With more than $300 million in annual revenues and 1,600 employees, Merkle is a leading customer relationship marketing agency for such clients as Dell, Geico, DirecTV, and Chase. The company uses ParAccel's big data analytic platform to gain a 360-degree view of consumers so that Merkle's clients can work toward real-time marketing and measure campaign effectiveness more precisely.
Merkle has a long history of curating consumer information to provide "data as a service" for marketing purposes. Historically, this was achieved through monthly batch processing of huge flat files.
In order to evolve from a marketing database company to a customer relationship marketing firm, Merkle needed to reconcile and integrate big data sources. Digital consumer information such as IP addresses, cookies, and emails had to be merged with traditional offline information such as name, address, and phone number. Ultimately, clients needed deeper marketing engagement, such as emails and banners customized for individual consumers.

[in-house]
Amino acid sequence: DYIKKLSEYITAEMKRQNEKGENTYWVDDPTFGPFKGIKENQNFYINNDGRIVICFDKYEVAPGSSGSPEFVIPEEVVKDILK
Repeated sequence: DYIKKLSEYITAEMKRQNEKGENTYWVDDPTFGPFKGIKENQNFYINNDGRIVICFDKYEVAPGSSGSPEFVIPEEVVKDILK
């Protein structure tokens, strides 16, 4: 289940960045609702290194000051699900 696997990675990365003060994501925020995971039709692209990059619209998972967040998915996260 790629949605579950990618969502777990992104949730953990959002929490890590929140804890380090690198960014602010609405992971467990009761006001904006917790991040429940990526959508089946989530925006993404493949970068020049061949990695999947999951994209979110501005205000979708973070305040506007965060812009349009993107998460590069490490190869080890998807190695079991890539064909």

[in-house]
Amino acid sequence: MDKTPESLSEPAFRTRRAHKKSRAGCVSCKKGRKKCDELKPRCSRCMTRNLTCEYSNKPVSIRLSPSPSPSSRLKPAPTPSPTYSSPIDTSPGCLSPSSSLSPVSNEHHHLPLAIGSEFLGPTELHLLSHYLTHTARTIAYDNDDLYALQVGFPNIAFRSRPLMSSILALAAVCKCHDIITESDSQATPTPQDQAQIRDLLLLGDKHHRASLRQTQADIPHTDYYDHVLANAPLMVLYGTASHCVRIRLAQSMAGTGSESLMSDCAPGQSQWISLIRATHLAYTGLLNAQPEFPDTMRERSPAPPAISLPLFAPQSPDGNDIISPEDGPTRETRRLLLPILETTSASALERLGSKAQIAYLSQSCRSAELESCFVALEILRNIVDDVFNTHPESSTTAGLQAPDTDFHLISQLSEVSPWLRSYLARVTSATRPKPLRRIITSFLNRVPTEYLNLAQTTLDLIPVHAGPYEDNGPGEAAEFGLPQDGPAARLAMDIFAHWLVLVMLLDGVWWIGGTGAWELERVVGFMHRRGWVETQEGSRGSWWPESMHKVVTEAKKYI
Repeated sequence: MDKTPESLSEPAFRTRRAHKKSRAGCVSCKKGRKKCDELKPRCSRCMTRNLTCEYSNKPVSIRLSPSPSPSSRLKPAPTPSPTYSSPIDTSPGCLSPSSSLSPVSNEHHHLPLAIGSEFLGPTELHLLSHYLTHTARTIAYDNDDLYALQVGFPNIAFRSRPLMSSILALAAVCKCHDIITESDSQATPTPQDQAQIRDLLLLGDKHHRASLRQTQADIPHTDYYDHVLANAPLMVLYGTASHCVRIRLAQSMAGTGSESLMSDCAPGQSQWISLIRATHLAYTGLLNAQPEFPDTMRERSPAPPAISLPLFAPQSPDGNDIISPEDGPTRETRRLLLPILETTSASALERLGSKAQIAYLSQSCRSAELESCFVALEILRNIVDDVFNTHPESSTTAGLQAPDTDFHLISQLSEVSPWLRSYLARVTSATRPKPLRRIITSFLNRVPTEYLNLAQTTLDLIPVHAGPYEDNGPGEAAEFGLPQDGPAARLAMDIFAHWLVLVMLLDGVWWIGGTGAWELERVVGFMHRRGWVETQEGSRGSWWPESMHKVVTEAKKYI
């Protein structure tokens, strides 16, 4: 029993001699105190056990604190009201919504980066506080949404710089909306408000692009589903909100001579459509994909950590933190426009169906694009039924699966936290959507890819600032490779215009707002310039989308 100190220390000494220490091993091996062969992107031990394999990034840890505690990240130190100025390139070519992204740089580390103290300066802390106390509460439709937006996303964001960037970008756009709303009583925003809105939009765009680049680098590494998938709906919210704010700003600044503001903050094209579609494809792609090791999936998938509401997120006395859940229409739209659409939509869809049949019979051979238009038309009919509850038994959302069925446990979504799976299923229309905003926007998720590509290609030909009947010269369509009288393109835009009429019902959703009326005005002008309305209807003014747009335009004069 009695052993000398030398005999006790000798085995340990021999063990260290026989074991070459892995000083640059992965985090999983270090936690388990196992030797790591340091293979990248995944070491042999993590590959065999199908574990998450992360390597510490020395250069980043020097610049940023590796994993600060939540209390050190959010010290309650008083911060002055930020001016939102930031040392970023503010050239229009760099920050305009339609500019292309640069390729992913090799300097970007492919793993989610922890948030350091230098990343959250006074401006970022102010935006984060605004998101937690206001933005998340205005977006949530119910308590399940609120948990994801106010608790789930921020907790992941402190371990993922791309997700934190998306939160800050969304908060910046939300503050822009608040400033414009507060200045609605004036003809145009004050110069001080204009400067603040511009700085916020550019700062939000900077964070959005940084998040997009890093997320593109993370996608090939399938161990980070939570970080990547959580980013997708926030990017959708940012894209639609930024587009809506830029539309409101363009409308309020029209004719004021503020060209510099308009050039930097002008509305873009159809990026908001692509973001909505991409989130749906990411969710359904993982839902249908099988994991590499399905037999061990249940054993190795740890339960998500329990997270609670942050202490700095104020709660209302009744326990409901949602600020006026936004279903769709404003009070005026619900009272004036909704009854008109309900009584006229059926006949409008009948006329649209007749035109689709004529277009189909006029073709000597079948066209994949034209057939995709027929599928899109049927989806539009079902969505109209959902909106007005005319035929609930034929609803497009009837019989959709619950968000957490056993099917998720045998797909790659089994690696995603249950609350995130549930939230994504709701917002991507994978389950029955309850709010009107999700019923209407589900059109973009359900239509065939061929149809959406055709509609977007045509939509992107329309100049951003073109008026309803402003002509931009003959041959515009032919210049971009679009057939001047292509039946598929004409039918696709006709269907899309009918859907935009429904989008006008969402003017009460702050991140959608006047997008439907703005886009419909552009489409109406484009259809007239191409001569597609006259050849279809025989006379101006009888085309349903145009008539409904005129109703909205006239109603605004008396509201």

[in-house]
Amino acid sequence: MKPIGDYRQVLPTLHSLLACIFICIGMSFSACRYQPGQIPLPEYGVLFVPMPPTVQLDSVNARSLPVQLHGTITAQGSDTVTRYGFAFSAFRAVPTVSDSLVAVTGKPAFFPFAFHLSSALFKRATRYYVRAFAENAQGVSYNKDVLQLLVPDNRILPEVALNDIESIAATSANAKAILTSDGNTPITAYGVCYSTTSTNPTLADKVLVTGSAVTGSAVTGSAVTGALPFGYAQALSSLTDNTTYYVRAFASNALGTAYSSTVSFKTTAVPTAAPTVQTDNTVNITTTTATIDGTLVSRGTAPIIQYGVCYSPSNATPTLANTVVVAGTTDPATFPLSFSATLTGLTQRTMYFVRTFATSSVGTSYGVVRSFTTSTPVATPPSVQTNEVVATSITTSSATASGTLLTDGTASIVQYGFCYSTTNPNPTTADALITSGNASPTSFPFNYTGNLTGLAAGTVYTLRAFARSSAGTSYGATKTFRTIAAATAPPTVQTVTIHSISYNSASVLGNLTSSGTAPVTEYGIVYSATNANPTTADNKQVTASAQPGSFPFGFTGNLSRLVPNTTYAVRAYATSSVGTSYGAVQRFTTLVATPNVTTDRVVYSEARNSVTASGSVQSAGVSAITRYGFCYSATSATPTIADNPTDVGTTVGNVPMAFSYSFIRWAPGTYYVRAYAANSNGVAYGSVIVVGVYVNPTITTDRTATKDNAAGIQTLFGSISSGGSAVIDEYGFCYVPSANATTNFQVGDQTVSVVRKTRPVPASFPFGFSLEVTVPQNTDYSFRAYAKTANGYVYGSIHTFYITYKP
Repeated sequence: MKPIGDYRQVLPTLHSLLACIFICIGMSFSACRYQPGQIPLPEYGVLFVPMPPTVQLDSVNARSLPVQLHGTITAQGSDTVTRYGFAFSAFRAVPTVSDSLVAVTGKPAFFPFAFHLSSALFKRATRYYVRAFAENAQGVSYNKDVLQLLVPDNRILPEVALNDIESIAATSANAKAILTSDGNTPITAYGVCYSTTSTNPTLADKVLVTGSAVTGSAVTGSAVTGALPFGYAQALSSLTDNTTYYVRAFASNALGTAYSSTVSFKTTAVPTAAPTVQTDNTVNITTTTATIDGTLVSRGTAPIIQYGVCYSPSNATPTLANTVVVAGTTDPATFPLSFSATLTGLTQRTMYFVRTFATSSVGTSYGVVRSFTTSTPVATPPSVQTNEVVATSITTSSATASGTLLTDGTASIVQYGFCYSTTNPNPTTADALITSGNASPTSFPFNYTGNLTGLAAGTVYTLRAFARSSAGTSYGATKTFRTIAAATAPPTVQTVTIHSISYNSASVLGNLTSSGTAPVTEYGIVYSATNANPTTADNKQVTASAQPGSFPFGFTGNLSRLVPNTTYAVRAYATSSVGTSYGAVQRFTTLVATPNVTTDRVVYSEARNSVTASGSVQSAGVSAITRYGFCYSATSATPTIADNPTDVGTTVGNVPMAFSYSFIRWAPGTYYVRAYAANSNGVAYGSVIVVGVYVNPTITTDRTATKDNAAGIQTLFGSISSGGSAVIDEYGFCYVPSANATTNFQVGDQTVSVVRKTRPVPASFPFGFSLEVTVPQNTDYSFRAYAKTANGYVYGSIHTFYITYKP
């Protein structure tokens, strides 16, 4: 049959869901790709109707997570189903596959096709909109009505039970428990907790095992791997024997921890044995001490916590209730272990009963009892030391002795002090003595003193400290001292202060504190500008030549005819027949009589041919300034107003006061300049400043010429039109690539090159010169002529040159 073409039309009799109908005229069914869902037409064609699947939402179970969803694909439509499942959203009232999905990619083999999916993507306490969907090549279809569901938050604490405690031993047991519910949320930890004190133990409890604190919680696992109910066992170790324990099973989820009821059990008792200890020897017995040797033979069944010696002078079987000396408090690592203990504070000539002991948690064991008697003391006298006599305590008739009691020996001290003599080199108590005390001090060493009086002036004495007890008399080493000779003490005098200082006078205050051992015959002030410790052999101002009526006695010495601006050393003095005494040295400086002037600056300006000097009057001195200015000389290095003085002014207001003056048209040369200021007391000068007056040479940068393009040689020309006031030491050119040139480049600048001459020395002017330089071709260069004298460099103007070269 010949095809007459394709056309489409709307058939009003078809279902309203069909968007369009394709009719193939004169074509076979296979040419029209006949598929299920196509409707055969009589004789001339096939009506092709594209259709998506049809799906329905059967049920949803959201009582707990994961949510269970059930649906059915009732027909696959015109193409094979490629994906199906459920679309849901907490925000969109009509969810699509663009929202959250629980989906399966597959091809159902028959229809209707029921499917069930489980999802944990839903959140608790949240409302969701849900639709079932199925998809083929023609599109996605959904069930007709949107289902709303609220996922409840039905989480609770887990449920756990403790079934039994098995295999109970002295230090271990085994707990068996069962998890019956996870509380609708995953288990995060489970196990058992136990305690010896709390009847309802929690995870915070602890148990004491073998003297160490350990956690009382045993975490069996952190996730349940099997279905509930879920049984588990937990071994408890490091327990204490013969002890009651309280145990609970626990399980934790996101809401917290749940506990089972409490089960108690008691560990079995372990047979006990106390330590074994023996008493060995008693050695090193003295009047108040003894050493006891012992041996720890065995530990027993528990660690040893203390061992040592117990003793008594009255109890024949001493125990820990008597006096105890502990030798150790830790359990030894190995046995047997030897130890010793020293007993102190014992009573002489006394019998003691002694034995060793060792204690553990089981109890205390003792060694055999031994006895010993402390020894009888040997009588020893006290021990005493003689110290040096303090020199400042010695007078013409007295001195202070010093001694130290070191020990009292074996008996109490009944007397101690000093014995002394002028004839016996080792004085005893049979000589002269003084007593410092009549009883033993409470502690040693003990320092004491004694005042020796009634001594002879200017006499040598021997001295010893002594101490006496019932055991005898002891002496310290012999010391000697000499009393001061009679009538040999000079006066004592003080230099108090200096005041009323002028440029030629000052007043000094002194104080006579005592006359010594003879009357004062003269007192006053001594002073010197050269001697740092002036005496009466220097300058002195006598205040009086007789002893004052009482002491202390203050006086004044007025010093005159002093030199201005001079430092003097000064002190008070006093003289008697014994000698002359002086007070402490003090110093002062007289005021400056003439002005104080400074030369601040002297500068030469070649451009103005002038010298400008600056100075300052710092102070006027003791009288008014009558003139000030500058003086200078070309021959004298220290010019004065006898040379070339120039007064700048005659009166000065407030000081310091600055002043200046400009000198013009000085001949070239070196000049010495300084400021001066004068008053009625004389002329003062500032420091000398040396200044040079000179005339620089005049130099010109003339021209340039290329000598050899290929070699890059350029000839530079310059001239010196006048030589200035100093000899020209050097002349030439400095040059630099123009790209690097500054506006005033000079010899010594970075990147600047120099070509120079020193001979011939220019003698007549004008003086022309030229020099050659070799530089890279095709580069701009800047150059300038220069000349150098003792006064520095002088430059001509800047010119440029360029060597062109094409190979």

Reaching for real time
To meet those goals, Merkle needed processing to move from monthly batch jobs to near-real time, with the ability to integrate all interactions and achieve a 360-degree view of each consumer's behavior. To achieve these goals, Merkle builds data warehouses for big data analytics, some of which are deployed at its clients' sites and some of which are hosted by Merkle.
Merkle's challenges in selecting appropriate technology included the cost of a big data analytics environment, predictable high performance and scalability, and specialized requirements unmet by current analytics offerings.
Ultimately, Merkle chose the ParAccel Analytic Platform first for its efficient, scalable architecture as a massively parallel processing (MPP) columnar analytic database. "Merkle originally selected ParAccel because of winning execution speed and price performance," comments Peter Rogers, VP of Technology at Merkle.
For real-time analytics of structured big data, MPP columnar analytic databases have become a common choice. Columnar storage means that the relational database houses data in columns rather than in rows, yielding faster queries than in transactional systems. In addition, the data is compressed to further increase querying efficiency. Finally, due to the nature of MPP, you can "scale out" in linear fashion by simply adding more commodity hardware.